My book states that the distance traveled by a particle thrown upward in the last second is independent of it's initial velocity because the the object travels the same distance as a freely falling body in $1^{st}$ second. But I have two concerns related to this:

  • Can't it be extended to the case for the distance traveled in $n^{th}$ second? My logic is that since the motion of the particle would be the same in forward as well as backward direction of time therefore distance traveled by it in $n^{th}$ second must be independent of the initial velocity.

  • Suppose that for the course of the motion the forces acting on it ceases to exist, then the distance traveled by the particle in $n^{th}$ second must be "$u$" meters. ( $u$ being the initial velocity). Hence,I conclude that even the case for accelerated motion must depend on initial velocity.

I am currently confused between the two (the fact that it should deped and it should not). So my question is would it depend on initial velocity or not? (If so how? Why?)

  • $\begingroup$ Are you concerned of aerodynamic effects? $\endgroup$ Nov 11 '19 at 18:05
  • 1
    $\begingroup$ Note that the last second may not correspond to any nth second, because the nth seconds are counted from where t is zero, but the last second is measured from where v is zero (which may be at some fraction of an nth second.) $\endgroup$
    – R.W. Bird
    Nov 11 '19 at 20:01
  • $\begingroup$ For an object thrown up (without friction), the motion coming down is symmetrical with the motion up. So the motion in the first second coming down from the top, (where the vertical velocity is zero) does match the motion in the last second going up (approaching a velocity of zero). $\endgroup$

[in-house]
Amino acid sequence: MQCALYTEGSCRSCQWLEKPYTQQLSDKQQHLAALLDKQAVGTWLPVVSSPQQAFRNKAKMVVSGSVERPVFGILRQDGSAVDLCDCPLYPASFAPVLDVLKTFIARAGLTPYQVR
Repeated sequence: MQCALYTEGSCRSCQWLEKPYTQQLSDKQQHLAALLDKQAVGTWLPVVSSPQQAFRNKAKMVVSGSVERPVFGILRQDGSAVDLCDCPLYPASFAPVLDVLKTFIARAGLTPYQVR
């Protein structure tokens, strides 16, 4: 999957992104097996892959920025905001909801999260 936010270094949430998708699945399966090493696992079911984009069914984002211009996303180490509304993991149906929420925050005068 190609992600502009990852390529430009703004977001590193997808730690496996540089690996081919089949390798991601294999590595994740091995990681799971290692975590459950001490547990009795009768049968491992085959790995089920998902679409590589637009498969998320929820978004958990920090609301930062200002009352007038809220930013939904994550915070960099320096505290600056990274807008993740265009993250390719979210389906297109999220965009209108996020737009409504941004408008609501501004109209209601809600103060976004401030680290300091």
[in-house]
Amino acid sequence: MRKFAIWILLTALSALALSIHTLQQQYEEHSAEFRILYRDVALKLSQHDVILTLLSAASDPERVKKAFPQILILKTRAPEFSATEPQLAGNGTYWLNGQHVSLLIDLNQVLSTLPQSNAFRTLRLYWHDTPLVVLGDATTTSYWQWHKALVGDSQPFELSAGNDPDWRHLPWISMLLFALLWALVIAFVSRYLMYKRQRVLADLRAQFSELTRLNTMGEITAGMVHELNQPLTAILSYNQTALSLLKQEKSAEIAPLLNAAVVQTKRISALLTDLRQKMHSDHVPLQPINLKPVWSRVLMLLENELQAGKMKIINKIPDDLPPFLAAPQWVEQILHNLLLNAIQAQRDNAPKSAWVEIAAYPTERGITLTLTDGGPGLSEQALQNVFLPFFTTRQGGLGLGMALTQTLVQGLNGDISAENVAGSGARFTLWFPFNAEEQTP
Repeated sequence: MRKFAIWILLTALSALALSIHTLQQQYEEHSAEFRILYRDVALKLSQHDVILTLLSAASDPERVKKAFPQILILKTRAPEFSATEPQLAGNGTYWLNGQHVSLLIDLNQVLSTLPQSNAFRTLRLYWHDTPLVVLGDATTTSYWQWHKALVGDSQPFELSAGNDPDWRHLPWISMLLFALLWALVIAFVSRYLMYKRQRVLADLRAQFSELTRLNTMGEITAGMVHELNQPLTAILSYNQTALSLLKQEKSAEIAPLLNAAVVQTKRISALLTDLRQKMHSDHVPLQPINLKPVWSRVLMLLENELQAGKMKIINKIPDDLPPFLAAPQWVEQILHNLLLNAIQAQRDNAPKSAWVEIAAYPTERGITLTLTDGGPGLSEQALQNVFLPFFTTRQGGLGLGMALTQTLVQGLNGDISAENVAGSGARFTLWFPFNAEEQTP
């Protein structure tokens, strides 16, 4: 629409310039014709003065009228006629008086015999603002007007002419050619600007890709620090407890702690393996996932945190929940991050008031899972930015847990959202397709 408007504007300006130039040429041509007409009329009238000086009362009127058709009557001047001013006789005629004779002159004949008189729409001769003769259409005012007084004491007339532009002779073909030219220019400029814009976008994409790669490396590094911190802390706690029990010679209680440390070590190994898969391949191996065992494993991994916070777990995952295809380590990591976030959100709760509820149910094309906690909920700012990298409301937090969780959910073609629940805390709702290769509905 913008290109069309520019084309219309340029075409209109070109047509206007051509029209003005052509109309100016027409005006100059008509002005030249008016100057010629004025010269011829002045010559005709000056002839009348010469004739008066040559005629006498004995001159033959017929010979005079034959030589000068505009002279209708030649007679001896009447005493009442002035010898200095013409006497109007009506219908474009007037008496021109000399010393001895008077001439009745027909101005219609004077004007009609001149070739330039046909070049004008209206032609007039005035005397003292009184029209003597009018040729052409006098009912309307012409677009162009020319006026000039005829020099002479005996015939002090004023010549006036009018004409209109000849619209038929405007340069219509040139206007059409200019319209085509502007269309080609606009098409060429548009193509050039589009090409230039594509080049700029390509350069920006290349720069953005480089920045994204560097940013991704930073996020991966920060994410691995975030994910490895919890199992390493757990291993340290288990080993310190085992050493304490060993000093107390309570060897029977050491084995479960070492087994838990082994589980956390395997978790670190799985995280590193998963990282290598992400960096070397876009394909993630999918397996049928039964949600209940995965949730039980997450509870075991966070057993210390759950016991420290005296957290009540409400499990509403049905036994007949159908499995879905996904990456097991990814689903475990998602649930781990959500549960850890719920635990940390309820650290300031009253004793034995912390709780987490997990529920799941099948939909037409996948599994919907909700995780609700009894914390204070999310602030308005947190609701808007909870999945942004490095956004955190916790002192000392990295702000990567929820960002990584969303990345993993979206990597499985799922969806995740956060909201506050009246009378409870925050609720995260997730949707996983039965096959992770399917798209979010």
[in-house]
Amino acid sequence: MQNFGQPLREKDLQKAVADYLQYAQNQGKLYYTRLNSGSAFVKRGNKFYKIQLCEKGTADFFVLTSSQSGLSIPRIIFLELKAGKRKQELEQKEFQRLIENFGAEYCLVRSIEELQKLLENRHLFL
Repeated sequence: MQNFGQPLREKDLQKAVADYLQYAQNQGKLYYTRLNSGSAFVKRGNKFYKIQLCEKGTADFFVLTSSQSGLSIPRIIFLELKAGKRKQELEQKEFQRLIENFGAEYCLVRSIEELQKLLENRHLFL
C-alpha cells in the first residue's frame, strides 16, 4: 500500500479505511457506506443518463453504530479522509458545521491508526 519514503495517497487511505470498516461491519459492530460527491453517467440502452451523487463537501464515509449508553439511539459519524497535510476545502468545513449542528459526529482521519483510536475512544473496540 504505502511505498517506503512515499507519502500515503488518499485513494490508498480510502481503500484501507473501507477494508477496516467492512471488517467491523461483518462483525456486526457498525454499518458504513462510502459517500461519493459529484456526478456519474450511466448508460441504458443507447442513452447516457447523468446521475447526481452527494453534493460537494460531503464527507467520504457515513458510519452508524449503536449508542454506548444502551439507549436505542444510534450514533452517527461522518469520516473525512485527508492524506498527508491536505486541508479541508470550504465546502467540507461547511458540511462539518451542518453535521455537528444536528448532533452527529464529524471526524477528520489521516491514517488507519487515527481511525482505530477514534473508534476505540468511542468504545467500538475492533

– R.W. Bird
    Nov 11 '19 at 20:15

I am assuming that the body is in free fall and no aerodynamic effects are involved in the system.

Let the body be thrown upward with a velocity $u$,then it would take $\frac{u}{g}$ seconds to reach the maximum height,then distance traveled in the last second will be equal to the displacement in the last second which is equal to:- $$y_{\frac{u}{g}}-y_{\frac{u}{g}-1}$$ Using the equation of displacement for a body thrown upward, $$y_{t}=ut-\frac{gt^2}{2}$$ I think that the notations would be known to you if there is a confusion then ask me in the comment section.After simplification you will get:- $$y_{\frac{u}{g}}-y_{\frac{u}{g}-1}=u+\frac{g-2u}{2}$$ $$y_{\frac{u}{g}}-y_{\frac{u}{g}-1}=\frac{g}{2}$$ Now it is clear from the calculations that the distance traveled in last second is independent of initial velocity.


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